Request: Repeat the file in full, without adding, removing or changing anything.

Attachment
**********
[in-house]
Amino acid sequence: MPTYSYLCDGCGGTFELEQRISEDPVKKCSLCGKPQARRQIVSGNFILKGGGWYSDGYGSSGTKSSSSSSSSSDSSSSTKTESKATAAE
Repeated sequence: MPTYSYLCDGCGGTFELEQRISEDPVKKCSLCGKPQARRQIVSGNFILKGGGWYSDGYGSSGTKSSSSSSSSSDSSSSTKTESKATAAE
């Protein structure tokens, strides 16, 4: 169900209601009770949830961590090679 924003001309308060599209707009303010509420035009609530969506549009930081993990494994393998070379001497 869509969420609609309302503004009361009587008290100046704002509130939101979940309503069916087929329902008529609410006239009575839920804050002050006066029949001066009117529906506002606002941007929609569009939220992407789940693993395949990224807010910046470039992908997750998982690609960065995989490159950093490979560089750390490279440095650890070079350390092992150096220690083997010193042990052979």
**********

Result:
[in-house]
Amino acid sequence: MPTYSYLCDGCGGTFELEQRISEDPVKKCSLCGKPQARRQIVSGNFILKGGGWYSDGYGSSGTKSSSSSSSSSDSSSSTKTESKATAAE
Repeated sequence: MPTYSYLCDGCGGTFELEQRISEDPVKKCSLCGKPQARRQIVSGNFILKGGGWYSDGYGSSGTKSSSSSSSSSDSSSSTKTESKATAAE
């Protein structure tokens, strides 16, 4: 169900209601009770949830961590090679 924003001309308060599209707009303010509420035009609530969506549009930081993990494994393998070379001497 869509969420609609309302503004009361009587008290100046704002509130939101979940309503069916087929329902008529609410006239009575839920804050002050006066029949001066009117529906506002606002941007929609569009939220992407789940693993395949990224807010910046470039992908997750998982690609960065995989490159950093490979560089750390490279440095650890070079350390092992150096220690083997010193042990052979």